An immigrant minor from Long Island who was targeted for deportation because of alleged ties to the MS-13 gang was back home in Central Islip on Thursday, a day after an immigration judge in Manhattan ruled that federal officials did not have enough evidence to keep him in custody.
“I’m very happy because I’m back home with my mother,” the 16-year-old said in an interview. “It was very difficult. I wasn’t near my mom and I really missed her and my family.”
He was picked up in June by immigration officials and held at a children’s center in Dobbs Ferry until the judge on Wednesday ordered that he be freed. He got home on Thursday afternoon.
The teen, who is from El Salvador and came to the United States as an unaccompanied minor in December 2015, denied any connection to the violent transnational gang. Newsday agreed to identify him by his initials, M.Z., not his full name.
He was one of 33 minors across the country who had been detained because of suspected gang connections. They were released by immigration judges after hearings held on Tuesday and Wednesday, according to attorneys representing the minors.
As many as 13 in New York have been released so far, according to attorneys who have represented them.
M.Z. said he was walking home from school one day in early June when immigration officials confronted him about a block from his front door. He said they asked him whether he had any identification papers.
He said he was awaiting a court proceeding as part of his special immigrant juveniles status, a program for kids who have been abused, abandoned or neglected and were seeking lawful permanent status.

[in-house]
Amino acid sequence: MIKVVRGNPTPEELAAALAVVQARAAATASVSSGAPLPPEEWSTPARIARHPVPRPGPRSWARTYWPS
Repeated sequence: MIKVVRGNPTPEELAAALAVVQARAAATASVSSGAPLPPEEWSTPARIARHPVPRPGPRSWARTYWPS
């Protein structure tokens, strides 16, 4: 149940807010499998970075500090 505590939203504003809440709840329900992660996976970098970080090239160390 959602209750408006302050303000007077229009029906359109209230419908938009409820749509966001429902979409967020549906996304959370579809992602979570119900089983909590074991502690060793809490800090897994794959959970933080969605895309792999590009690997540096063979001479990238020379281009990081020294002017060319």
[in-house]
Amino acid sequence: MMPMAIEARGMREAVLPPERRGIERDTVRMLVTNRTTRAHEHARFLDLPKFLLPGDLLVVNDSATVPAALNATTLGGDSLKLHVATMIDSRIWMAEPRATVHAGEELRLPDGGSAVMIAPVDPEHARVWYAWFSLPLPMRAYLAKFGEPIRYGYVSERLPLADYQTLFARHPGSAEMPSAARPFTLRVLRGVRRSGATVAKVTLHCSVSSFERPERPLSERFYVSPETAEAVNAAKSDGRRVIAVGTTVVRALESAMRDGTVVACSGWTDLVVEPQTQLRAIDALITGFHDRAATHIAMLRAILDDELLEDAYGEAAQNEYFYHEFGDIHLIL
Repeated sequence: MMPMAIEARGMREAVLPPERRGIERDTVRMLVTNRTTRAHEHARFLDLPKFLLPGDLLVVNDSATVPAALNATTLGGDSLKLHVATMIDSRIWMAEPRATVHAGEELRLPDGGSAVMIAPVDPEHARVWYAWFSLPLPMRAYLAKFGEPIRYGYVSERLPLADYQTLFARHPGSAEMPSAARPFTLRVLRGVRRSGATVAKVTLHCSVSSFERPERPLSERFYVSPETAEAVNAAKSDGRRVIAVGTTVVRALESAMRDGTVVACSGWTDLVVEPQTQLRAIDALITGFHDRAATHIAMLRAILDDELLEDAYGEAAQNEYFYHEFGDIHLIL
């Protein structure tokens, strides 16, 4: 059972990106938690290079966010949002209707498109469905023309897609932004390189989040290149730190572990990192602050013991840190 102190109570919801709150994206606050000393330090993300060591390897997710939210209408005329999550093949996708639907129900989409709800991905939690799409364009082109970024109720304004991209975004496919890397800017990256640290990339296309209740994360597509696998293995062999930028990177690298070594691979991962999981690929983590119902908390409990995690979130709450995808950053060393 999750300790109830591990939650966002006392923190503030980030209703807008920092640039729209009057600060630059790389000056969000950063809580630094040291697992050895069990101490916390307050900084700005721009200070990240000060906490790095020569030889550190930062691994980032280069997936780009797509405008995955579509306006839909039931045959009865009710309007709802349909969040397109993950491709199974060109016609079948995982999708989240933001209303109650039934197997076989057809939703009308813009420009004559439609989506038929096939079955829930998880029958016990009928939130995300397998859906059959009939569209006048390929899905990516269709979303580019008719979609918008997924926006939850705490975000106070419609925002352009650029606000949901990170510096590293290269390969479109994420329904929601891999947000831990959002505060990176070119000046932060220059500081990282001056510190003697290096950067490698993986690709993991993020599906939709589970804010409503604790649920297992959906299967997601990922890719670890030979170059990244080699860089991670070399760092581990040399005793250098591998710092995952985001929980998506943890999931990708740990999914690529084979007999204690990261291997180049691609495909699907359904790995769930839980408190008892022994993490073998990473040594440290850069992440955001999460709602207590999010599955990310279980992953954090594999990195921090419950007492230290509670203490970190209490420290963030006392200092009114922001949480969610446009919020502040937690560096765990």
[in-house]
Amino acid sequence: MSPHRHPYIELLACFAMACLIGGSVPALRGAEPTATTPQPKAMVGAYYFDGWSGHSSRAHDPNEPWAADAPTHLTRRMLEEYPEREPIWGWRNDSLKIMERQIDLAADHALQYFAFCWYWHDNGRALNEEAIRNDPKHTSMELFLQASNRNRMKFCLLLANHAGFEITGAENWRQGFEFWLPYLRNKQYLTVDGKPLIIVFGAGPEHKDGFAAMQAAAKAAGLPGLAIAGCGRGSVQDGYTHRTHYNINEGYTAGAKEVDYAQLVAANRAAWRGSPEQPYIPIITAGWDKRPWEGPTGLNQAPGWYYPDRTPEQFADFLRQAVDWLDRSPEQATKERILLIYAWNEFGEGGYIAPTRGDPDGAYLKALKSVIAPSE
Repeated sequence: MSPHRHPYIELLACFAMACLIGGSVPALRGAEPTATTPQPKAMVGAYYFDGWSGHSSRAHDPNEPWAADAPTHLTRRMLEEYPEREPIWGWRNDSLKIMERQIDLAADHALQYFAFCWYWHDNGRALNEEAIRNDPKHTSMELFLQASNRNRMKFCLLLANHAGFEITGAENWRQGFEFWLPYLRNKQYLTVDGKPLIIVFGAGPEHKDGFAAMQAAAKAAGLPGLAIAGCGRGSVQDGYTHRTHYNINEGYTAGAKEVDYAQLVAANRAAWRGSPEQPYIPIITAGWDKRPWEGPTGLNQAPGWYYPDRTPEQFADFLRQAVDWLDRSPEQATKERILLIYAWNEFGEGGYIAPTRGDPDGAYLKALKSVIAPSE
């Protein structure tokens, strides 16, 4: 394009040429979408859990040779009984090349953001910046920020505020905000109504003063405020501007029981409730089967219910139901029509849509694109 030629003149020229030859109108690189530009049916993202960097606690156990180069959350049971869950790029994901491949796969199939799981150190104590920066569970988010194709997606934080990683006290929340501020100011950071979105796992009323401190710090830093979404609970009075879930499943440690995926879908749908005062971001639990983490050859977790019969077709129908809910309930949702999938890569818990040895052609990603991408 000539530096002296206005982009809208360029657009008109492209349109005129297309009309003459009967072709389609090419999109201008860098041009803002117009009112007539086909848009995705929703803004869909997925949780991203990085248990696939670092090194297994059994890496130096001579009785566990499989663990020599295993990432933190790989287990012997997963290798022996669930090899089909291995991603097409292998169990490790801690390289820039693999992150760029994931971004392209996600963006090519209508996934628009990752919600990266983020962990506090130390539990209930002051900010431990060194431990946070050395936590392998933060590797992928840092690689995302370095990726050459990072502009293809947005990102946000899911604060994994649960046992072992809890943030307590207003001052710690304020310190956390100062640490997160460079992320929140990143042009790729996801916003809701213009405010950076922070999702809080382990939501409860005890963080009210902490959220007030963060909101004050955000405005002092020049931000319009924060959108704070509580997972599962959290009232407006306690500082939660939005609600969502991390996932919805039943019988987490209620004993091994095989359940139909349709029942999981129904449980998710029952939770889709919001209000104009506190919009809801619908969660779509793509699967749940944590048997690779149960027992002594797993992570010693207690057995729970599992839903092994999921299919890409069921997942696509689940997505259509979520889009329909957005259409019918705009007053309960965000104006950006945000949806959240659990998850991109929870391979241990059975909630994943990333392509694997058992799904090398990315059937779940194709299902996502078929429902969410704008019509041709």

The teen said the immigration officials labeled him as a gang member.
“It makes me feel bad. I was never a member of a gang. I would never do that,” M.Z. said.
On Long Island, he was among those swept up in Operation Matador, launched last spring by the Homeland Security Investigations arm of U.S. Immigration and Customs Enforcement to assist local law enforcement in their anti-gang initiative.
In August, the American Civil Liberties Union of Northern California filed a class-action lawsuit related to apprehensions of immigrant minors, naming as primary plaintiffs three Brentwood teens then held in the Yolo County Juvenile Detention Facility in Woodland, California.
The suit named as defendants federal agencies involved in the arrests and detentions of the minors and others who, at that time, were being held in secure facilities in that state. On Nov. 20, a federal judge in California ordered the detainees be given hearings by Wednesday and released unless the government could show why they should continue to be held.
Thursday, as M.Z. waited for his mother to return home from her job as a housekeeper, he described how he spent his days at the children’s facility: playing soccer or basketball and attending classes with other minors who were swept up in the enforcement action.
He said he was allowed to call his mother twice a week — talks in which he would tell her he missed her, while she reassured him she was doing what she could to bring him home.
M.Z., who has three sisters in El Salvador, said some days were fine while others were sad, as he missed his mother’s home cooking.
At Wednesday’s hearing in lower Manhattan, the judge determined there wasn’t enough evidence to hold him, and he was allowed to go home while he tries to secure his residency.
“Any allegation was fair game to pick them up,” Martha Arce, the Hempstead attorney who represented M.Z., said of the enforcement action. “They thought they could get away with it, and they did for a couple of months. Now they can no longer do that.”
The teenager, whose next immigration status hearing is scheduled for January, said he is baffled about why he was taken into custody.
“It’s unjust. I haven’t done anything; I don’t know why they grabbed me. I think they made a mistake,” he said. “I came here to study. To make something of myself.”
Immigration and Customs Enforcement officials did not return a request for comment.